Opinion | Miami needs to take action; condem racist Twitter account as a form of clear cyberbullying
Published: Thursday, February 28, 2013
Updated: Thursday, February 28, 2013 22:02
Dear Miami Community, President Hodge, Associate Vice President of Institutional Diversity, Office of Diversity Affairs and Beta Theta Pi:
I am writing to call upon all of us to condemn the offensive, discriminatory Oxford Asians Twitter account that a Miami senior (a member of the Beta Theta Pi fraternity) has maintained for about six months as “benign humor” and all of its 986 followers. Let me begin by quoting some appalling Tweets from this account to demonstrate their bigotry and racial insensitivity: “Found the cutest cat outside of Thompson. I named him lunch box special,” “found out my girlfriend has B cups. Dumped her because they not A,” “Ohhh I think I’m in your group for the project! Don’t worry I won’t come to meetings. If I do I act like I don’t know what you saying,” “Lorraine it’s okay people have trouble saying my name too.”
These are just a few examples of a lot more hurtful Tweets being passed around as “funny” at the expense of Asian students, a growing minority population at Miami. The Twitter account also contains distasteful images ridiculing and stereotyping Asian students.
Apparently, its author has clarified that the “account was meant to be a parody site,” adding: “It is not intended to offend anyone with this account. Any other interpretation of the account concerns me.”
What’s worse, since the publication of this comment in an online column, an anonymous reader left the following remark defending the insulting tweets: “Humor is just that—humor. We poke fun at Asians, blacks, whites, Mexicans, etc. equally. It’s a way of accepting difference. If you call everything out as being blatantly racist, then you’re too sensitive. Learn to laugh it off. White people have plenty of stereotypes as well, especially here at Miami, so why not poke fun back?”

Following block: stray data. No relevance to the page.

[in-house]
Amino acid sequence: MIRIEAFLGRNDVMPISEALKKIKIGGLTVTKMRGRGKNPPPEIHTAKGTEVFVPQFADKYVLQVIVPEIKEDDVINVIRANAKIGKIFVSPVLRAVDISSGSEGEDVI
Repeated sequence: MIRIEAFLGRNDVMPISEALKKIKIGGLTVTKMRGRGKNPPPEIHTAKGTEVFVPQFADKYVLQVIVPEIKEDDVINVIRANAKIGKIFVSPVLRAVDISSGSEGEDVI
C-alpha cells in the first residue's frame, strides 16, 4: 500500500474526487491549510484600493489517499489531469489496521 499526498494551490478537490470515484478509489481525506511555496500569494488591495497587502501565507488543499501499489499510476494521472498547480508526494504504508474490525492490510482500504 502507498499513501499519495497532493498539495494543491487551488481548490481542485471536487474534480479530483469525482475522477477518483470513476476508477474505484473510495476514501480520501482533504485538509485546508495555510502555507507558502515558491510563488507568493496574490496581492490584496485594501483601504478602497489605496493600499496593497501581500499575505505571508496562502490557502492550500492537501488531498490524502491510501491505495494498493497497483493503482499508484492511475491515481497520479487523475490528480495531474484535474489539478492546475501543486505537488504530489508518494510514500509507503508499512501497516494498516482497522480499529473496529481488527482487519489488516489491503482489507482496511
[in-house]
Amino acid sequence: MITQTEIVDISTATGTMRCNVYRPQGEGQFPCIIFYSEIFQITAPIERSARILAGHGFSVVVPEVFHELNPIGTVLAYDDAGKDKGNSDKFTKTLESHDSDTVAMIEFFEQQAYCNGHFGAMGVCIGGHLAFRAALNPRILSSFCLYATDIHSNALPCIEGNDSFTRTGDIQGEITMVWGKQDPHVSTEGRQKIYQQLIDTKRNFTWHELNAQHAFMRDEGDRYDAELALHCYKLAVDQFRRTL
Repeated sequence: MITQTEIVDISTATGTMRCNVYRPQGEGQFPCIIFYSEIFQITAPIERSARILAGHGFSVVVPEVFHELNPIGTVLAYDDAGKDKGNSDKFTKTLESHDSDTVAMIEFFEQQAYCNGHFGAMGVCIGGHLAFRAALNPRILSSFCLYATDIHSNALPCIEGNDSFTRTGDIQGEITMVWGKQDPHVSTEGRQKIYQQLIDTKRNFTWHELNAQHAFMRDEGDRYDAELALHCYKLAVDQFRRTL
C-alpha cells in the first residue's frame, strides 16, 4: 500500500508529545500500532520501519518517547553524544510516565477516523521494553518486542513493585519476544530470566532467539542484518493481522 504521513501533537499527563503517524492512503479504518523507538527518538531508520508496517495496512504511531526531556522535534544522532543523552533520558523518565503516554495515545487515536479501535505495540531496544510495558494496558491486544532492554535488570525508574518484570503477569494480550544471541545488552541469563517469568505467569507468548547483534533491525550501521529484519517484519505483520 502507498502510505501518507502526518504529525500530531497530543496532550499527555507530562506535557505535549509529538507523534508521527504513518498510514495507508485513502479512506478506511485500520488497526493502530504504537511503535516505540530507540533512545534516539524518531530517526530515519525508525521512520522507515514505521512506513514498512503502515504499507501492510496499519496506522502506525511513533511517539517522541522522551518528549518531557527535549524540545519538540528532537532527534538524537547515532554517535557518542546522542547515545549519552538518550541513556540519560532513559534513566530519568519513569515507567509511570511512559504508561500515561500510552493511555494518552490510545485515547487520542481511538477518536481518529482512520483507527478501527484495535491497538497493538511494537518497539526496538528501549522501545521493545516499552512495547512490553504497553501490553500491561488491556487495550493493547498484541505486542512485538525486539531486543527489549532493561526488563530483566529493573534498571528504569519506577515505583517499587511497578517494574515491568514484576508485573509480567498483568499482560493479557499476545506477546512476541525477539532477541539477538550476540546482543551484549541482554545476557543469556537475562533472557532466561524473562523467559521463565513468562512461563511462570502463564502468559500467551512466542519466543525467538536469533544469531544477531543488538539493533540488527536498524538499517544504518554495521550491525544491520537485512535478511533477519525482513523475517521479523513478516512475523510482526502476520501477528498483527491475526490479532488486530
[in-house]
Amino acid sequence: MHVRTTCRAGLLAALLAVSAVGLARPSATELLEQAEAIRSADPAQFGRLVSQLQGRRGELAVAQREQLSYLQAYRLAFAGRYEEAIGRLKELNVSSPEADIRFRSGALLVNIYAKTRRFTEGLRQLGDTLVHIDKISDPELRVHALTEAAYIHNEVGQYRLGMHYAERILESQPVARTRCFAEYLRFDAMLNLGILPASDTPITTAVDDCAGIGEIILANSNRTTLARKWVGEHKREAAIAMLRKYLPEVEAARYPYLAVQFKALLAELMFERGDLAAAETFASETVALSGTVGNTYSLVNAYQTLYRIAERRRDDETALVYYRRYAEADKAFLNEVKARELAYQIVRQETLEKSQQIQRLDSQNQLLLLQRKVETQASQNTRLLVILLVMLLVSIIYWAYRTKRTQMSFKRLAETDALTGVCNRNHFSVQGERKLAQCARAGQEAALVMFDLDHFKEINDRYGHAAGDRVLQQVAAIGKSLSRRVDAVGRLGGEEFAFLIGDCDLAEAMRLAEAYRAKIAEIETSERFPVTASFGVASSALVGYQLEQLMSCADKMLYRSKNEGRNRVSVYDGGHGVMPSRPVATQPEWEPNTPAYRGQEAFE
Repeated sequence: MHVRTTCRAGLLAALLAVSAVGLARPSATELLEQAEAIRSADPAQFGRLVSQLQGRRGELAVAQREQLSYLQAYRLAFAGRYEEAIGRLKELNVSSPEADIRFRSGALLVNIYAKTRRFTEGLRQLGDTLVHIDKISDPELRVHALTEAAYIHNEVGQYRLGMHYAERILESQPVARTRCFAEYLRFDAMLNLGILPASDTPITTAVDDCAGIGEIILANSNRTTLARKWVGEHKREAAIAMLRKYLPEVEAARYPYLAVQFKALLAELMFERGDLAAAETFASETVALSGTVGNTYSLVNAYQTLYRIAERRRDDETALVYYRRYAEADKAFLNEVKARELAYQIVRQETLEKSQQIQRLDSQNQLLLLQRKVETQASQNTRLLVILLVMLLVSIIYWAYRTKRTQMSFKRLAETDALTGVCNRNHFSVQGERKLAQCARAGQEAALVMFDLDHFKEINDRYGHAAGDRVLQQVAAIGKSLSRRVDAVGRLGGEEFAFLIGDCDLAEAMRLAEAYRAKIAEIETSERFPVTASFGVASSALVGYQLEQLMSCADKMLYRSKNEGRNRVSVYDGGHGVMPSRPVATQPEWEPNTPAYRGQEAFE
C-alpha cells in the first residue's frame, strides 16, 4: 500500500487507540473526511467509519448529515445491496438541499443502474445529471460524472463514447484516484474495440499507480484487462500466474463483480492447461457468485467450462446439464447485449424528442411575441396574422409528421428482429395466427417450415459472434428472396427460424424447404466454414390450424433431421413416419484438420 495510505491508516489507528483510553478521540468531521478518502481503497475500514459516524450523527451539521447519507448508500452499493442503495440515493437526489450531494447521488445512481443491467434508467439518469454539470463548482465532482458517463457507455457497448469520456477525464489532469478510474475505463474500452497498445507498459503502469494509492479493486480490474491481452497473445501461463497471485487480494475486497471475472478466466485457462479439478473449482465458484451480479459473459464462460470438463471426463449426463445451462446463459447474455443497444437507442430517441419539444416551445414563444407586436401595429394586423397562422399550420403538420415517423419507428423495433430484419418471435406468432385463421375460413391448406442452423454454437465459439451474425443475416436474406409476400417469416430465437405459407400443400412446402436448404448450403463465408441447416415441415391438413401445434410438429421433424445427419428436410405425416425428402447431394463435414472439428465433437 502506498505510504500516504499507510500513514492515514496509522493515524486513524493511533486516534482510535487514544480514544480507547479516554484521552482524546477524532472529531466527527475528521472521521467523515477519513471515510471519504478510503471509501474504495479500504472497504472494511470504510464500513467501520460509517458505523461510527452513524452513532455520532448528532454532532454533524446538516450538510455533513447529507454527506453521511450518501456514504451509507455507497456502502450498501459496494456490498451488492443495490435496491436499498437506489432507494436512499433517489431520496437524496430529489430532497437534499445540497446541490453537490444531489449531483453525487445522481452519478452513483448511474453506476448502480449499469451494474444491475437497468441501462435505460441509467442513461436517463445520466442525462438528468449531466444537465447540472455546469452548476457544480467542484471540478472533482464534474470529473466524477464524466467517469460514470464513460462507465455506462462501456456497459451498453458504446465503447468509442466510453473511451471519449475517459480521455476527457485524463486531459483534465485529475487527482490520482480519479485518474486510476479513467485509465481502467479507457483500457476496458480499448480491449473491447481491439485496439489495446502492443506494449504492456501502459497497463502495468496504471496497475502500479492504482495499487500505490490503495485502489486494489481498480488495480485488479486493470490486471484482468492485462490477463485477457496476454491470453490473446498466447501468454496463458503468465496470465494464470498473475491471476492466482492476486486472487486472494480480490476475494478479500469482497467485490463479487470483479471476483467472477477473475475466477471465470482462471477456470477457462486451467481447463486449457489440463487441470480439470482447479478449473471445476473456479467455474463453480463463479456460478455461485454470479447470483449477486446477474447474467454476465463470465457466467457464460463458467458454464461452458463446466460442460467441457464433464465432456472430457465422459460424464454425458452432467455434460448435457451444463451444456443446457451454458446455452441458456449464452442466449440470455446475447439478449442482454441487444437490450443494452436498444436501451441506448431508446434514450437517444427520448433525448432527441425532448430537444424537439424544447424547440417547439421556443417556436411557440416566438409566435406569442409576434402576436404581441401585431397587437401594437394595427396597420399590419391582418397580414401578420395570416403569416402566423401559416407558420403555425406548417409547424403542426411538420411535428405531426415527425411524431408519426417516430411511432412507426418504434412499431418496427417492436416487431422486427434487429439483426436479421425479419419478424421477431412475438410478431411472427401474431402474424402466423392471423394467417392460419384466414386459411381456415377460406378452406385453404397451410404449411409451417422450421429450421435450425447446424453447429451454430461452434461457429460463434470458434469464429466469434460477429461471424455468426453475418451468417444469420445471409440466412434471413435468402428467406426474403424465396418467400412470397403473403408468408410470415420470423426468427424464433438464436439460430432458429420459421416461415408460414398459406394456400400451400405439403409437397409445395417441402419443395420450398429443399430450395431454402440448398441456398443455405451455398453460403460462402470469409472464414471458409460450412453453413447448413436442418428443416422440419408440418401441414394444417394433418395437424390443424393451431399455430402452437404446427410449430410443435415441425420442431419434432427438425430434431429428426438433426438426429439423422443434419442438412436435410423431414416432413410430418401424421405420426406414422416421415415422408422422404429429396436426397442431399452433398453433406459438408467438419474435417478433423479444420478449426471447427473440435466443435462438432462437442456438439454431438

While I commend the author’s action to take down his Twitter account, I am bothered—and we all should be—at the lack of initial consciousness or awareness about the potential harm such outrageous tweets would bring to our institution and its community.
I am disappointed by the suggestion that we should simply laugh off hurtful stereotypes because this overlooks the bigotry, harm—and worse, prejudice that are being masked on campus. Dismissing the tweets as humorous suggests that the author and the commentator have both failed to accept responsibility or recognize the harm that is being done here.
As an Asian American student at Miami, I am not only offended but also hurt by such stereotypes and prejudice against my identity. I see the Oxford Asian tweets as a form of cyber racial bullying, something I did not expect to experience in an intellectual environment. They make me and other Asian students feel targeted and unwelcome on campus.
Worse yet, with 986 followers of the account, I am afraid Oxford Asians sends the wrong message about Miami. In short, such bigotry being passed as “humor” devastates the minority population and damages the prestige of our university. Therefore, I am asking all of us to voice our disapproval against this instance of cyber racial bullying. This unfortunate event presents a good teaching/learning opportunity for the larger Miami community, including the author, defender and followers of the tweets.
Specifically, I am calling upon the university to issue a formal condemnation against this racially prejudicial act.
The Asian community and I are counting on your responses, President Hodge, Office of Diversity Affairs, Associate Vice President of Institutional Diversity. Please don’t disappoint us.
Most importantly, as the Miami Plan is being revised, I would like to suggest that we do a better job in raising critical awareness and educating students about inclusion, diversity and the ethics of communication. Maturity and anti-bullying lessons, I am afraid, might also need to be added to our public ivy curriculum for some students.
Let’s make a strong statement to affirm that racial stereotypes, bigotry, bullying, immaturity, etc. have NO PLACE on our campus, online and elsewhere. Only then can we be proud of the so called “love and honor” our institution is claiming to represent.
P.S. I would like to acknowledge the faculty who took an active stand against the hateful Tweets: Dr. Madelyn Detloff, Dr. Jason Palmeri, Dr. Anita Manur and Dr. Ron Becker.